Black Christmas starts out with a decent amount of promise as a movie, but never once does it live up to the Black Christmas name and reputation. The original Black Christmas is a horror landmark, and a grandfather to the entire slasher genre. Black Christmas 2019 doesn't retain the original's mysterious killer, drops the lurid phone calls for laughable attempts to make text messages scary, and introduces supernatural elements into the plot that not only make the story more convoluted but also render the scenario laughable. In addition, its PG-13 rating prevents any of the colorful language used by the sorority sisters in the original film, and reduces all the kills to bloodless boredom.

By the time a gang of sorority sisters arrives at the AKO frat house with weapons like crossbows and a menorah for a mass brawl with a bunch of hooded, black magic goo-powered frat bros that would be at home on a professional wrestling card, Black Christmas 2019 has strayed so far from the spirit of its namesake that it's barely even a horror film at all. This lends the film the air of a cynical cash grab, as if those behind Black Christmas 2019 wanted to tell an entirely new story, but weren't confident it would be successful without piggybacking on an established brand. There's more than enough room for a horror film with a feminist edge on the cinematic landscape, but the concept deserves better than Black Christmas, and so does the original Bob Clark-directed classic. In the end, Black Christmas 2019 is less like a yuletide treat and more like a lump of coal in one's stocking.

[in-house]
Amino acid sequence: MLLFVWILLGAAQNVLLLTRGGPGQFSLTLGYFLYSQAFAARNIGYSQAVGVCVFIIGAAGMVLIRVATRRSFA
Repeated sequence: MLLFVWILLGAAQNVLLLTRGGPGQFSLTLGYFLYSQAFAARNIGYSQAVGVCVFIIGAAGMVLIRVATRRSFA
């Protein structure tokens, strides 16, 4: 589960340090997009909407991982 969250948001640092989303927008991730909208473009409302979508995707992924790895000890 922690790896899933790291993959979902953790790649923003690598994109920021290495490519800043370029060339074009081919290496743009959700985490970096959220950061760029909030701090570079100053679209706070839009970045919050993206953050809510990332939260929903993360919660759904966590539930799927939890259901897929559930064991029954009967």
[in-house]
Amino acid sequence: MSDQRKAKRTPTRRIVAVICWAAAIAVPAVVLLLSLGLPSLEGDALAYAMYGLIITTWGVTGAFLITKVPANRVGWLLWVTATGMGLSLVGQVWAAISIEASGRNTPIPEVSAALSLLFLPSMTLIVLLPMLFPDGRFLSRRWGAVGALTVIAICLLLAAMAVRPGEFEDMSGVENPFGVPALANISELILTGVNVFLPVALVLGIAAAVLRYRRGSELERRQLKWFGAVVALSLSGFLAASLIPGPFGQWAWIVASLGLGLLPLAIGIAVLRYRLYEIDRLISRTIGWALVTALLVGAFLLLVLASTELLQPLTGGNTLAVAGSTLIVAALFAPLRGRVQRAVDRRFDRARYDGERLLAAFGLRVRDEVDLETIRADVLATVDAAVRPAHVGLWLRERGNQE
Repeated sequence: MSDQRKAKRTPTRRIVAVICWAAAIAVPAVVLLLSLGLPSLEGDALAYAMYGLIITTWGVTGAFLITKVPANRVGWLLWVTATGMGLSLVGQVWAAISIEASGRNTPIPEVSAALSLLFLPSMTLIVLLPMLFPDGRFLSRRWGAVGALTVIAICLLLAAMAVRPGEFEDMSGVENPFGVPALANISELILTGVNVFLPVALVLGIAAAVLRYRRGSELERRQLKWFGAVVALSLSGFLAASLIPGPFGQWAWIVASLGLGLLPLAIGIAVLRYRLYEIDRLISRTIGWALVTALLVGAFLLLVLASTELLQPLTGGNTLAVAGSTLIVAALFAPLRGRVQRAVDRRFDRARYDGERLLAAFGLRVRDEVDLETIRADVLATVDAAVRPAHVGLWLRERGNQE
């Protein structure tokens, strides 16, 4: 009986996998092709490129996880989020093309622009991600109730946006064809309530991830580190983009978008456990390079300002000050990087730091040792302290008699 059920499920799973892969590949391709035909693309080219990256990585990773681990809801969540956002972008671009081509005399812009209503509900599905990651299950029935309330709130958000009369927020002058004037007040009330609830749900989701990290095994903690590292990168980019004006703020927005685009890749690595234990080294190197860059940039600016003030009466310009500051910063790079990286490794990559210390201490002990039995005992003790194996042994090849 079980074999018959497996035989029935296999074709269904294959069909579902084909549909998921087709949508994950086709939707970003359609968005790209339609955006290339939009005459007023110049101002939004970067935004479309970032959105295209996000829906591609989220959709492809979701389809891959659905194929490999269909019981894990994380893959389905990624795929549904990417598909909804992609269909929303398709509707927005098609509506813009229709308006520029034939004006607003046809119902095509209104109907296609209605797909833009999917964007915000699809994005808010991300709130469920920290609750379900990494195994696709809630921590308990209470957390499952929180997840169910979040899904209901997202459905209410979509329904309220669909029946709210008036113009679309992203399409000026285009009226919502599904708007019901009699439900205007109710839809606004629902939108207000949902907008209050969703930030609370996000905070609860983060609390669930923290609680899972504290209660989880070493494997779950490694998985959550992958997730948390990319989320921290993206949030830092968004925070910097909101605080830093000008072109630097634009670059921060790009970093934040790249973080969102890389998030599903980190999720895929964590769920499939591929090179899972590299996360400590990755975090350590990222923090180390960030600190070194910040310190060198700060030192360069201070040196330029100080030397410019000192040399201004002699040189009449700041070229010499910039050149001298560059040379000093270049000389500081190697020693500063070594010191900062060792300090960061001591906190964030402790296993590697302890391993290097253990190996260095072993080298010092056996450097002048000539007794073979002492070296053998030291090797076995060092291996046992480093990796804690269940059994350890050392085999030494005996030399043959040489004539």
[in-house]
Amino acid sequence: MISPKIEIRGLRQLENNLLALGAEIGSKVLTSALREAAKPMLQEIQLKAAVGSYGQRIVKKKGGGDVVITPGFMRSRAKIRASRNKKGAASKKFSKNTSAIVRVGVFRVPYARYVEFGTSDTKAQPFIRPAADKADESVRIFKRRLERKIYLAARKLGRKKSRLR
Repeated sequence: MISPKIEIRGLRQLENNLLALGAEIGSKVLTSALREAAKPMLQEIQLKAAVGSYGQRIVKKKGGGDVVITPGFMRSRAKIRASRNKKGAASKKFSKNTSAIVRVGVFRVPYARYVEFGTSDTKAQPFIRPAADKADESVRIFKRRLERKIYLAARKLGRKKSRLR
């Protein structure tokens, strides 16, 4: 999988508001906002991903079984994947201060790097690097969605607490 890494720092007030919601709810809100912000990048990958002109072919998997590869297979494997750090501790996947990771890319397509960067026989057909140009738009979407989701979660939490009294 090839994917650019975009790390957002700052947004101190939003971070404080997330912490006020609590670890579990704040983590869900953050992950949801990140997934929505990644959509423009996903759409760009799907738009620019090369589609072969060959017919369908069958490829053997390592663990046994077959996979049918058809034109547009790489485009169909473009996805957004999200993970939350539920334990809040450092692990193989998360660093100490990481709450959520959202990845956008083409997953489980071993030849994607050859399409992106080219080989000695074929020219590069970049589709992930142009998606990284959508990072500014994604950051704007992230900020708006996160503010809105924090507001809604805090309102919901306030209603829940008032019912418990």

More: Black Christmas Inspired John Carpenter's Original Halloween

Umbrella Academy Risks Repeating Stranger Things’ Worst Mistake

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Stranger Things divided fans with one particularly controversial episode in its second season, and The Umbrella Academy will need to avoid the same problems. Even before Stranger Things' "The Lost Sister" episode, fans already knew that Eleven wasn't the only child subjected to Brenner's cruel experiments, but there had been no sign of these missing kids previously in the present-day. In a jarring change of pace, Eleven meets up with Kali in Chicago and the two "sisters" embark on a revenge mission along with Kali's misfit street gang. Eleven returns home after a disagreement with Kali and their story is left unresolved, but the thread has yet to be picked back up.